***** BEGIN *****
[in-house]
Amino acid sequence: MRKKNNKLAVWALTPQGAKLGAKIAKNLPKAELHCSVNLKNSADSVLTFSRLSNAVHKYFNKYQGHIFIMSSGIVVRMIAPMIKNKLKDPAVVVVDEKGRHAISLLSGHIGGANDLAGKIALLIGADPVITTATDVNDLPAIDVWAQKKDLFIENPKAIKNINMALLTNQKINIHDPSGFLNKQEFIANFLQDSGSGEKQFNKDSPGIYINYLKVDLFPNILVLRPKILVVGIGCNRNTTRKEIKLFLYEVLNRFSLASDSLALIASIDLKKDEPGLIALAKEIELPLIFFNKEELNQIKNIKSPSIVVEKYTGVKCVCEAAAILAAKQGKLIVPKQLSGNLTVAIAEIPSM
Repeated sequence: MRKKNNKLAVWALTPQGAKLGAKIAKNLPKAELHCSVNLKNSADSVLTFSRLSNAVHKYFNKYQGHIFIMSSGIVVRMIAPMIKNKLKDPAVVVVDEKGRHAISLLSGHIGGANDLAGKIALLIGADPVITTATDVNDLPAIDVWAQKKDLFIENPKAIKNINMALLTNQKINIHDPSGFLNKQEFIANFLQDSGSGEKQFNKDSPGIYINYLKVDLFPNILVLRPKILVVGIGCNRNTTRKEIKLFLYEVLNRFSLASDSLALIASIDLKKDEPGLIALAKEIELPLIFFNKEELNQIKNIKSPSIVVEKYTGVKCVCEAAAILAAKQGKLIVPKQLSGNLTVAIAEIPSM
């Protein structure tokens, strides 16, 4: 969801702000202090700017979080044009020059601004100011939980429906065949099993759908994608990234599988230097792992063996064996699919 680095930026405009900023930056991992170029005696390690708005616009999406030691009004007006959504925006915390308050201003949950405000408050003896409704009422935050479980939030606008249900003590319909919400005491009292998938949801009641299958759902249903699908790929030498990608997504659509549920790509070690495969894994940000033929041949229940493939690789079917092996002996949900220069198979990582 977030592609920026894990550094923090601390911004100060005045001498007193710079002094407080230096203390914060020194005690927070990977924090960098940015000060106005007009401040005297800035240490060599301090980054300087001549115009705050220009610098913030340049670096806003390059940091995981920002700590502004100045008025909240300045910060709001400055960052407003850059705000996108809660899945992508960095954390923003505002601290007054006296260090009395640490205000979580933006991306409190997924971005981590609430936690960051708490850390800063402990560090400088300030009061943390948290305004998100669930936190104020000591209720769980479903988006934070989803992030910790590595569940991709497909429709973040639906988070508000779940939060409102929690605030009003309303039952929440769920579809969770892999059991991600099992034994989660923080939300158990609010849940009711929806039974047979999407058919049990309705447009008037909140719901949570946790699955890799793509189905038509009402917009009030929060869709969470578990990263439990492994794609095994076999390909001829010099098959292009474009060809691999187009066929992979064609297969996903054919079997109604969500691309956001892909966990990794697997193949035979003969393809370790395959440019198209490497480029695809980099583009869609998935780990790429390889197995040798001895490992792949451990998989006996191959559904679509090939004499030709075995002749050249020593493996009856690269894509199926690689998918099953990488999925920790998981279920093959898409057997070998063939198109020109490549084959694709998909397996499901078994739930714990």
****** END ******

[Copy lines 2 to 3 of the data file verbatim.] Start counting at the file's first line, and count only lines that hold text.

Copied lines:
Amino acid sequence: MRKKNNKLAVWALTPQGAKLGAKIAKNLPKAELHCSVNLKNSADSVLTFSRLSNAVHKYFNKYQGHIFIMSSGIVVRMIAPMIKNKLKDPAVVVVDEKGRHAISLLSGHIGGANDLAGKIALLIGADPVITTATDVNDLPAIDVWAQKKDLFIENPKAIKNINMALLTNQKINIHDPSGFLNKQEFIANFLQDSGSGEKQFNKDSPGIYINYLKVDLFPNILVLRPKILVVGIGCNRNTTRKEIKLFLYEVLNRFSLASDSLALIASIDLKKDEPGLIALAKEIELPLIFFNKEELNQIKNIKSPSIVVEKYTGVKCVCEAAAILAAKQGKLIVPKQLSGNLTVAIAEIPSM
Repeated sequence: MRKKNNKLAVWALTPQGAKLGAKIAKNLPKAELHCSVNLKNSADSVLTFSRLSNAVHKYFNKYQGHIFIMSSGIVVRMIAPMIKNKLKDPAVVVVDEKGRHAISLLSGHIGGANDLAGKIALLIGADPVITTATDVNDLPAIDVWAQKKDLFIENPKAIKNINMALLTNQKINIHDPSGFLNKQEFIANFLQDSGSGEKQFNKDSPGIYINYLKVDLFPNILVLRPKILVVGIGCNRNTTRKEIKLFLYEVLNRFSLASDSLALIASIDLKKDEPGLIALAKEIELPLIFFNKEELNQIKNIKSPSIVVEKYTGVKCVCEAAAILAAKQGKLIVPKQLSGNLTVAIAEIPSM